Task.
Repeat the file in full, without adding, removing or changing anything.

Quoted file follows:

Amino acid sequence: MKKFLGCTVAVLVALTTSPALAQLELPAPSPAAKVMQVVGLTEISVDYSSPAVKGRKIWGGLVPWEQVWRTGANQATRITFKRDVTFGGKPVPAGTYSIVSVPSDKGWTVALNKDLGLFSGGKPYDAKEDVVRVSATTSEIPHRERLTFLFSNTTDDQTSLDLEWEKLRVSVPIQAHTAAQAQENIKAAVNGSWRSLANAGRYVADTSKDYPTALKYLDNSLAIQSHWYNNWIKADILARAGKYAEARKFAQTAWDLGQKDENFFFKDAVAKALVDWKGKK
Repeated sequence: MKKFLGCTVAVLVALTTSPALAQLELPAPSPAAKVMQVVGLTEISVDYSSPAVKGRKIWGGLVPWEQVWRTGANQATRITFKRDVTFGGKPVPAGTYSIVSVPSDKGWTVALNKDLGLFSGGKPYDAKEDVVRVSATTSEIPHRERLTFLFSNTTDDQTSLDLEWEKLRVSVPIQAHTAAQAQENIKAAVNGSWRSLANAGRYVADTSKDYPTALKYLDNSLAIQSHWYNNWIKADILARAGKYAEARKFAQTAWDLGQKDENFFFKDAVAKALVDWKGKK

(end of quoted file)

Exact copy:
Amino acid sequence: MKKFLGCTVAVLVALTTSPALAQLELPAPSPAAKVMQVVGLTEISVDYSSPAVKGRKIWGGLVPWEQVWRTGANQATRITFKRDVTFGGKPVPAGTYSIVSVPSDKGWTVALNKDLGLFSGGKPYDAKEDVVRVSATTSEIPHRERLTFLFSNTTDDQTSLDLEWEKLRVSVPIQAHTAAQAQENIKAAVNGSWRSLANAGRYVADTSKDYPTALKYLDNSLAIQSHWYNNWIKADILARAGKYAEARKFAQTAWDLGQKDENFFFKDAVAKALVDWKGKK
Repeated sequence: MKKFLGCTVAVLVALTTSPALAQLELPAPSPAAKVMQVVGLTEISVDYSSPAVKGRKIWGGLVPWEQVWRTGANQATRITFKRDVTFGGKPVPAGTYSIVSVPSDKGWTVALNKDLGLFSGGKPYDAKEDVVRVSATTSEIPHRERLTFLFSNTTDDQTSLDLEWEKLRVSVPIQAHTAAQAQENIKAAVNGSWRSLANAGRYVADTSKDYPTALKYLDNSLAIQSHWYNNWIKADILARAGKYAEARKFAQTAWDLGQKDENFFFKDAVAKALVDWKGKK